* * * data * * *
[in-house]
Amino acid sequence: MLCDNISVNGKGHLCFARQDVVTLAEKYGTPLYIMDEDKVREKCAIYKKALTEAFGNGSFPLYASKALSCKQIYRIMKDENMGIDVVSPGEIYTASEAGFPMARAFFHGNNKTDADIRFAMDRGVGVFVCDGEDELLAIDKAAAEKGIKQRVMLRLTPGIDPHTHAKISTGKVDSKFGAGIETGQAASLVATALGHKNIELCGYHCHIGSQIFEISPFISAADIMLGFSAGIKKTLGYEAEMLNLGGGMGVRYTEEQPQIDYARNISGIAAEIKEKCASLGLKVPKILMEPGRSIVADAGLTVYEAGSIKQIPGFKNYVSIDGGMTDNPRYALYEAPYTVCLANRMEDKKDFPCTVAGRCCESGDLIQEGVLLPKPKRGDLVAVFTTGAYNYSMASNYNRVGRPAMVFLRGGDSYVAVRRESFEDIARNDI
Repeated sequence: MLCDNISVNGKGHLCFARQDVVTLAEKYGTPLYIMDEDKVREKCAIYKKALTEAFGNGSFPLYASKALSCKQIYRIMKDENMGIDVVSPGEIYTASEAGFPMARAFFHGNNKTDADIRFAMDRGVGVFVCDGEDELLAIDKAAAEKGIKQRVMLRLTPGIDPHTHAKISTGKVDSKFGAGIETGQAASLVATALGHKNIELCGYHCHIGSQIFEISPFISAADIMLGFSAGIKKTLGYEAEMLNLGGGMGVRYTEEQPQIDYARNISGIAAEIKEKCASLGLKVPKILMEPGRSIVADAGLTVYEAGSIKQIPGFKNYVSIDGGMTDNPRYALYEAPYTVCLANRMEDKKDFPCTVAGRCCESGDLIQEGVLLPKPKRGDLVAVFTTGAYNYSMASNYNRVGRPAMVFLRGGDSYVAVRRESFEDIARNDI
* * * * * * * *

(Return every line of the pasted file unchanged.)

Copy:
[in-house]
Amino acid sequence: MLCDNISVNGKGHLCFARQDVVTLAEKYGTPLYIMDEDKVREKCAIYKKALTEAFGNGSFPLYASKALSCKQIYRIMKDENMGIDVVSPGEIYTASEAGFPMARAFFHGNNKTDADIRFAMDRGVGVFVCDGEDELLAIDKAAAEKGIKQRVMLRLTPGIDPHTHAKISTGKVDSKFGAGIETGQAASLVATALGHKNIELCGYHCHIGSQIFEISPFISAADIMLGFSAGIKKTLGYEAEMLNLGGGMGVRYTEEQPQIDYARNISGIAAEIKEKCASLGLKVPKILMEPGRSIVADAGLTVYEAGSIKQIPGFKNYVSIDGGMTDNPRYALYEAPYTVCLANRMEDKKDFPCTVAGRCCESGDLIQEGVLLPKPKRGDLVAVFTTGAYNYSMASNYNRVGRPAMVFLRGGDSYVAVRRESFEDIARNDI
Repeated sequence: MLCDNISVNGKGHLCFARQDVVTLAEKYGTPLYIMDEDKVREKCAIYKKALTEAFGNGSFPLYASKALSCKQIYRIMKDENMGIDVVSPGEIYTASEAGFPMARAFFHGNNKTDADIRFAMDRGVGVFVCDGEDELLAIDKAAAEKGIKQRVMLRLTPGIDPHTHAKISTGKVDSKFGAGIETGQAASLVATALGHKNIELCGYHCHIGSQIFEISPFISAADIMLGFSAGIKKTLGYEAEMLNLGGGMGVRYTEEQPQIDYARNISGIAAEIKEKCASLGLKVPKILMEPGRSIVADAGLTVYEAGSIKQIPGFKNYVSIDGGMTDNPRYALYEAPYTVCLANRMEDKKDFPCTVAGRCCESGDLIQEGVLLPKPKRGDLVAVFTTGAYNYSMASNYNRVGRPAMVFLRGGDSYVAVRRESFEDIARNDI